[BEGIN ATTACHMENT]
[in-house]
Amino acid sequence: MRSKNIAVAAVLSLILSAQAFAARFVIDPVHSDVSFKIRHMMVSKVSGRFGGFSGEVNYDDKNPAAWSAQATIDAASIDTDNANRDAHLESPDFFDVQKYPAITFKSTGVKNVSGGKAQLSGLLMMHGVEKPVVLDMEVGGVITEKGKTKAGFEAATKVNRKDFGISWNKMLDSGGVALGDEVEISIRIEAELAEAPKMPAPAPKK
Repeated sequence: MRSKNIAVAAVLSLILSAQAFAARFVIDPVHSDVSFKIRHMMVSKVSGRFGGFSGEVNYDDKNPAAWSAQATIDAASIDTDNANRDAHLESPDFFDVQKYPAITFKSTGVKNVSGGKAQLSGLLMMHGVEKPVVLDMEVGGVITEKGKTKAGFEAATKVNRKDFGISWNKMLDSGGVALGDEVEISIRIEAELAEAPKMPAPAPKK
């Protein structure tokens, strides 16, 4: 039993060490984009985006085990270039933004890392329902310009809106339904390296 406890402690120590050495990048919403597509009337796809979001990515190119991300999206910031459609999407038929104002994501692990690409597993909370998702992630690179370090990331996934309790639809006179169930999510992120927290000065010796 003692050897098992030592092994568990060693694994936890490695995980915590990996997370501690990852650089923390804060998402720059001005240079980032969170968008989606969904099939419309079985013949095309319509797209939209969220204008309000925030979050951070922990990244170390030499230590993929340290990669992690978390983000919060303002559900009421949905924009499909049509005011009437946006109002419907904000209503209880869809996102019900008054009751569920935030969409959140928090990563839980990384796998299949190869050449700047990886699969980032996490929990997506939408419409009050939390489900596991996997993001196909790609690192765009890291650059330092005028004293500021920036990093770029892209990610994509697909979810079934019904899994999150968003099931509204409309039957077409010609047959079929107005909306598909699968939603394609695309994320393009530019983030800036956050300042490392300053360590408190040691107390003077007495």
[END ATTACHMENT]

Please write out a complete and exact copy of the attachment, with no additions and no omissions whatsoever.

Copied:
[in-house]
Amino acid sequence: MRSKNIAVAAVLSLILSAQAFAARFVIDPVHSDVSFKIRHMMVSKVSGRFGGFSGEVNYDDKNPAAWSAQATIDAASIDTDNANRDAHLESPDFFDVQKYPAITFKSTGVKNVSGGKAQLSGLLMMHGVEKPVVLDMEVGGVITEKGKTKAGFEAATKVNRKDFGISWNKMLDSGGVALGDEVEISIRIEAELAEAPKMPAPAPKK
Repeated sequence: MRSKNIAVAAVLSLILSAQAFAARFVIDPVHSDVSFKIRHMMVSKVSGRFGGFSGEVNYDDKNPAAWSAQATIDAASIDTDNANRDAHLESPDFFDVQKYPAITFKSTGVKNVSGGKAQLSGLLMMHGVEKPVVLDMEVGGVITEKGKTKAGFEAATKVNRKDFGISWNKMLDSGGVALGDEVEISIRIEAELAEAPKMPAPAPKK
């Protein structure tokens, strides 16, 4: 039993060490984009985006085990270039933004890392329902310009809106339904390296 406890402690120590050495990048919403597509009337796809979001990515190119991300999206910031459609999407038929104002994501692990690409597993909370998702992630690179370090990331996934309790639809006179169930999510992120927290000065010796 003692050897098992030592092994568990060693694994936890490695995980915590990996997370501690990852650089923390804060998402720059001005240079980032969170968008989606969904099939419309079985013949095309319509797209939209969220204008309000925030979050951070922990990244170390030499230590993929340290990669992690978390983000919060303002559900009421949905924009499909049509005011009437946006109002419907904000209503209880869809996102019900008054009751569920935030969409959140928090990563839980990384796998299949190869050449700047990886699969980032996490929990997506939408419409009050939390489900596991996997993001196909790609690192765009890291650059330092005028004293500021920036990093770029892209990610994509697909979810079934019904899994999150968003099931509204409309039957077409010609047959079929107005909306598909699968939603394609695309994320393009530019983030800036956050300042490392300053360590408190040691107390003077007495």